Tips for Incorporating an Outdoor Space in Your Office


Photo credit: Apple


More and more large companies like Microsoft, Apple, and Google are incorporating design concepts centered around the outdoors in their overall design. This might look like trees growing through the center of a well-lit lobby or materials that make you feel like the designers have brought the outdoors in, such as using stone or unfinished wood.

There is nothing quite like the real outdoors, though.


Although it is still argued, there is an idea that humans are naturally drawn to the outdoors. As time progresses, more scientists, sociologists, designers, and architects are accepting this, and it has come to be called the biophilia hypothesis.


If you have been looking for ways to increase your employees' productivity or decrease your turnover rate, then incorporating outdoor spaces into your office is an excellent option to consider. Wondering about how you can tailor this to your space? We have a few ideas.


Photo Credit: L.L. Bean


Build Outside the Box

Start by thinking outside the box. For example, does your office space have a lawn or yard that you can utilize? Even if you don't, you could go the way of L.L. Bean and build outdoor coworking stations on a concrete space, filling it with plants to make the city center feel like the wilderness.


You can also utilize areas like a rooftop or balcony. The key to using these areas comes is getting creative with the design of the space. If you just put a couple of chairs out on a hot roof or extended balcony, you are unlikely to attract your employees to work outdoors. Instead, make it appealing and suitable for work by using some of the other design tips outlined below.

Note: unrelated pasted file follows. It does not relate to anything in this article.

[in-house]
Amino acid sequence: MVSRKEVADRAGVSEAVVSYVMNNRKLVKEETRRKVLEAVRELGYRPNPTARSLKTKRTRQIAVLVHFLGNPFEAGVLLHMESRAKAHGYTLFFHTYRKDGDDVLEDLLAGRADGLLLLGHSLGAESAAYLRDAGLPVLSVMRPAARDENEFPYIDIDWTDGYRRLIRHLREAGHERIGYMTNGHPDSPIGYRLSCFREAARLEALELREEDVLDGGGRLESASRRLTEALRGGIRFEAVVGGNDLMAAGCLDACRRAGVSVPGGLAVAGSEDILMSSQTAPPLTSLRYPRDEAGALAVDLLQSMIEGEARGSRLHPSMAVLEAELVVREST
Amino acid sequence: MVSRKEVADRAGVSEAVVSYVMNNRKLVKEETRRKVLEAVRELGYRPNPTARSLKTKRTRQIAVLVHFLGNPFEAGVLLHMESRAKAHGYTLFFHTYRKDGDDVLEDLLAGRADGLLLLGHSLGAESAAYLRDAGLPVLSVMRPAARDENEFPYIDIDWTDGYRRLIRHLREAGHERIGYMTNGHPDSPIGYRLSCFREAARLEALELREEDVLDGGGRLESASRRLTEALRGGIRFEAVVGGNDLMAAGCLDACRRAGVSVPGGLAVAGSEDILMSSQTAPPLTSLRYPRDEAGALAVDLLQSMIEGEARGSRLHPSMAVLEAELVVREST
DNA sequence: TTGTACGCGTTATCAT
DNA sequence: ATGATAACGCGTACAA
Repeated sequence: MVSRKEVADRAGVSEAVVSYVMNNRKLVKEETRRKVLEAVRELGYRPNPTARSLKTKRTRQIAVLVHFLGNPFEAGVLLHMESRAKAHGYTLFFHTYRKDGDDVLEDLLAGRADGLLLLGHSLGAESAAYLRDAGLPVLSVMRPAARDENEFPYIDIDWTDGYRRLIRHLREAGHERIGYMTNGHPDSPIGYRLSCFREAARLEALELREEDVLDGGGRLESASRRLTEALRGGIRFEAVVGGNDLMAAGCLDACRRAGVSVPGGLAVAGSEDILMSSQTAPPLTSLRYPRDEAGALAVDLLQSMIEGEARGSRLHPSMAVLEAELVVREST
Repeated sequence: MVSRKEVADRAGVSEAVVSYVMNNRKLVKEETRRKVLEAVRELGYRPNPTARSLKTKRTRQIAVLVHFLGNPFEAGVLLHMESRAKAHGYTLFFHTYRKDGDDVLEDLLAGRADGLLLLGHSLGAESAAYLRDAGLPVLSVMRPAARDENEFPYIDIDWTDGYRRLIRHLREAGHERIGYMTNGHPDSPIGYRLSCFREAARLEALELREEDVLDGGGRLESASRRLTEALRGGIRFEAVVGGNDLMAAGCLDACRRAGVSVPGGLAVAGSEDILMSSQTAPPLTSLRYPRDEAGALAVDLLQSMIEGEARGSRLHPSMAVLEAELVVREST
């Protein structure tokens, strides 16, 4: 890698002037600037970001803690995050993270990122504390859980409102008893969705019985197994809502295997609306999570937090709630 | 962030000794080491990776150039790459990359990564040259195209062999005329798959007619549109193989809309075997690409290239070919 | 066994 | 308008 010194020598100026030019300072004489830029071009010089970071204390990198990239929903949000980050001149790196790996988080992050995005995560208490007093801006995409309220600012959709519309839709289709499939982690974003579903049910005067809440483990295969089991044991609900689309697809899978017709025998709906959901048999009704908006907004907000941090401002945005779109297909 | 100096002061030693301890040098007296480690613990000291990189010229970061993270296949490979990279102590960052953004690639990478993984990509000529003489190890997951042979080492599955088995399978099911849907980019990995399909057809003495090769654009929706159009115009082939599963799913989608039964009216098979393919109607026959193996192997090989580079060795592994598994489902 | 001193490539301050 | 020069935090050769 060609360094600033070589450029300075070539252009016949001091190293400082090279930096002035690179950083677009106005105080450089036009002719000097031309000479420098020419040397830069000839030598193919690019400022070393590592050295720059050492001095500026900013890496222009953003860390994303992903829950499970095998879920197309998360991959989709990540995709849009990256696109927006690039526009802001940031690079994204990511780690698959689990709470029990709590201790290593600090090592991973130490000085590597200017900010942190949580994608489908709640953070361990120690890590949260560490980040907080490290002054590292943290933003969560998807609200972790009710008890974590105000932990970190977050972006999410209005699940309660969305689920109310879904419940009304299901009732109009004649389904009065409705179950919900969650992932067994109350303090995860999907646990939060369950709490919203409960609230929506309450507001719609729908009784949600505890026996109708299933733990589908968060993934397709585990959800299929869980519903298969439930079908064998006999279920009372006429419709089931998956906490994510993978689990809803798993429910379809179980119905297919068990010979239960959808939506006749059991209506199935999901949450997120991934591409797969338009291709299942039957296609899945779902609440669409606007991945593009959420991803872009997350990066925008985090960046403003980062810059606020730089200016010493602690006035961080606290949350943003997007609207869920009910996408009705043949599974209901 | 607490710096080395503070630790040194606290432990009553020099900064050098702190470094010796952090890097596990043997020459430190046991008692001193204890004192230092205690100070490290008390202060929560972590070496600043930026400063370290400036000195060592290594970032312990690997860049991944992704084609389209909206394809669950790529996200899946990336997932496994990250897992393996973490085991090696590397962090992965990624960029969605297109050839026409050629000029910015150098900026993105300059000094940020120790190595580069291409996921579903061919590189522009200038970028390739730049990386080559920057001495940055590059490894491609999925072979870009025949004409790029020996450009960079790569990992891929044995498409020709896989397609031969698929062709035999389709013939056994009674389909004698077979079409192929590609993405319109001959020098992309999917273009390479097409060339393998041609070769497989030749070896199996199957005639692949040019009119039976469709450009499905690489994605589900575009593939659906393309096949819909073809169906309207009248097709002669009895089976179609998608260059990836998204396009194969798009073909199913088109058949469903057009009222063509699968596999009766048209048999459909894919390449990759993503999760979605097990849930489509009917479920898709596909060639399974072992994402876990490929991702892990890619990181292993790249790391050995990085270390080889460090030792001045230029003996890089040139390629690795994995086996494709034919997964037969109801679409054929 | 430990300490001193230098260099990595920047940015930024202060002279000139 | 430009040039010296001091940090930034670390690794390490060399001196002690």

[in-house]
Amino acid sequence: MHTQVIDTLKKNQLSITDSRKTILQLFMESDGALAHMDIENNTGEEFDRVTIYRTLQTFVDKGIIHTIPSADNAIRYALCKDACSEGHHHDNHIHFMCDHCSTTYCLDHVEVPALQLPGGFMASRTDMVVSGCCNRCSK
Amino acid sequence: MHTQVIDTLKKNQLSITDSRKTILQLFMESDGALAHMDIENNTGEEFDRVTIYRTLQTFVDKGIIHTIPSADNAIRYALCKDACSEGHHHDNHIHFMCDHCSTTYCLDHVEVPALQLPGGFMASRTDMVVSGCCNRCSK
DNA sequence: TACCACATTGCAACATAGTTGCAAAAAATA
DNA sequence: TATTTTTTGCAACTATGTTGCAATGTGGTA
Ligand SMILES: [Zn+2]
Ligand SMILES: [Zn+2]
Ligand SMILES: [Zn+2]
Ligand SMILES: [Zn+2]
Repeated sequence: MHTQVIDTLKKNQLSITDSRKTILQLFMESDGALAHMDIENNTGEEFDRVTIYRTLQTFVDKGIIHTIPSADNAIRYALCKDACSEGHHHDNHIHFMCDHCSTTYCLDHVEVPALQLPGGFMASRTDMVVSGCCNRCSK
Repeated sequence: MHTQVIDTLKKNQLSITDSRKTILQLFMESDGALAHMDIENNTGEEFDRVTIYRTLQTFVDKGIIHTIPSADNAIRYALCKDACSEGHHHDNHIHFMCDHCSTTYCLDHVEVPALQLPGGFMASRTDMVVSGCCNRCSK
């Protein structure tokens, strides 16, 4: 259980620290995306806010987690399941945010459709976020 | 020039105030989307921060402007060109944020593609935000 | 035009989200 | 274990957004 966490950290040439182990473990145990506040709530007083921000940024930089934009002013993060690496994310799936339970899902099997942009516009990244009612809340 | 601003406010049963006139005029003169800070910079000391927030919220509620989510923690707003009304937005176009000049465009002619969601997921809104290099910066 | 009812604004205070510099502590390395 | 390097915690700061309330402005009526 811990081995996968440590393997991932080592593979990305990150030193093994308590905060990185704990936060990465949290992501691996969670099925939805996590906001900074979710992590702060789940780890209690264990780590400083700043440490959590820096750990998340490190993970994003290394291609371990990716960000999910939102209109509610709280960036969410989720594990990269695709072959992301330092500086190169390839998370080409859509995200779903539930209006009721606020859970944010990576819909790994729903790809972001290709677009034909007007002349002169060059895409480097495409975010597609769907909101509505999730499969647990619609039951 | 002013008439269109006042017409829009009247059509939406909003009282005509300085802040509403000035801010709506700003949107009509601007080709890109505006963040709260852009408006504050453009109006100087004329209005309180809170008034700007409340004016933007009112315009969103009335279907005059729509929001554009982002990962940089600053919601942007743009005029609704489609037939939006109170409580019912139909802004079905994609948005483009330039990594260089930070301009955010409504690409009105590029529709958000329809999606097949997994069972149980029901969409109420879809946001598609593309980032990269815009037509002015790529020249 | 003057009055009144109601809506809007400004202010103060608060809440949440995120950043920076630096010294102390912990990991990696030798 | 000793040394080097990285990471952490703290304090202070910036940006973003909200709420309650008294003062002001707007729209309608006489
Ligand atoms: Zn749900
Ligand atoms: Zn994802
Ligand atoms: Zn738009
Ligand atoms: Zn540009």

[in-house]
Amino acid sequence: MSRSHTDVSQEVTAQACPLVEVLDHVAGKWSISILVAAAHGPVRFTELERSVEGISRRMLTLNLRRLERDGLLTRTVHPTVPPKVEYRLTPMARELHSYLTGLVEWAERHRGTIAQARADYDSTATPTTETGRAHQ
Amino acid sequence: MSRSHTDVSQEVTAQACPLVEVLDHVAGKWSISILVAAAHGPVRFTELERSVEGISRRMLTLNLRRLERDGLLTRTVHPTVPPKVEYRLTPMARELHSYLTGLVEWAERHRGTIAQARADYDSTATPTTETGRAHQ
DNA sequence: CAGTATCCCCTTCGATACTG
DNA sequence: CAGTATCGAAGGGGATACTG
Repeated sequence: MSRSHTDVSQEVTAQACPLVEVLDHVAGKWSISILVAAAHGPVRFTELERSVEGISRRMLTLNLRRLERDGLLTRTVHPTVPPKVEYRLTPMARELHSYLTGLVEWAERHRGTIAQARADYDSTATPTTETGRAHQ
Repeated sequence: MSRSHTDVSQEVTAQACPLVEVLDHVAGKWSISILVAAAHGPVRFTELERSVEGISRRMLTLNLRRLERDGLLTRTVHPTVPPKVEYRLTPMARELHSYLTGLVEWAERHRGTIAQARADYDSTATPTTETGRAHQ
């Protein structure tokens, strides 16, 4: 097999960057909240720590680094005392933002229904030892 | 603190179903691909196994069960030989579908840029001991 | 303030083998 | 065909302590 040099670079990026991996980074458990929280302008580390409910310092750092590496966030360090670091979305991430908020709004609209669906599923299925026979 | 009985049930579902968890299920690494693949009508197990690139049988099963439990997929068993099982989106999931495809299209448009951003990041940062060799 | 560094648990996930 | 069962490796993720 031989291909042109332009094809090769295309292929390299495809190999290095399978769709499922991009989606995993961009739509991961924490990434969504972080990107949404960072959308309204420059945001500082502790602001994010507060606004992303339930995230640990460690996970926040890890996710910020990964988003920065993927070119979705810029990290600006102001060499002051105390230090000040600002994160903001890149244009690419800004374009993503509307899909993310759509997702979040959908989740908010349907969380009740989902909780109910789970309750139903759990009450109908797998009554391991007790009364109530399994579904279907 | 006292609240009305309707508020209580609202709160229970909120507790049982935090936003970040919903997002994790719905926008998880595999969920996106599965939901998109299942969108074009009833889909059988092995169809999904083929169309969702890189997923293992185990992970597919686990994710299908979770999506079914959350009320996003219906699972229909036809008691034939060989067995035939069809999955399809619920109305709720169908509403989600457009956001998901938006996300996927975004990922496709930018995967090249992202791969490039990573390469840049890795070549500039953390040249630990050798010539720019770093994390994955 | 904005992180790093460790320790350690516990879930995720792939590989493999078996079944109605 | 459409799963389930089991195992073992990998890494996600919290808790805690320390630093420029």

Harness the Contrast of Shade to Sun

One of the primary positive aspects of incorporating an outdoor space into your office is the sun. As many of us who enjoy the outdoors know, the sun is also what makes it more difficult to work outside. No matter how bright our screens go, there is nothing like the headache you get from trying to see your laptop in the bright sun.


That being said, use the sun wisely. Provide plenty of areas where the sun can stream in, perhaps through skylights or large windows if you have more of an enclosed space. In open spaces, consider protected pergolas that let plenty of light through their slats. Consider the direction the sun will come from during the bulk of the workday. Position the windows or exterior structures in ways that the light won't shine directly on workspaces but around them instead.


Other options for an open area, such as a patio, include using umbrellas and shade screens to craft workstations. In this case, it is best to invest in auto-tilt umbrellas so you can adjust the shade canopy throughout the day.


Create Using Naturalistic Materials and Open Spaces

A well-designed outdoor space isn't only determined by the placement of the space but also the materials used in the design. The more natural you can make the architecture and materials, the more it will make employees feel like they are at one with the surrounding nature while still connecting to WiFi and working efficiently.


Natural materials can be all kinds of things, but it is arguably best to select those that fit with the character of the surrounding area or those that you can source locally and sustainably. These could be wood, stone, or even clay.


Increase Functionality

Try to make these spaces as functional as possible. Many of thes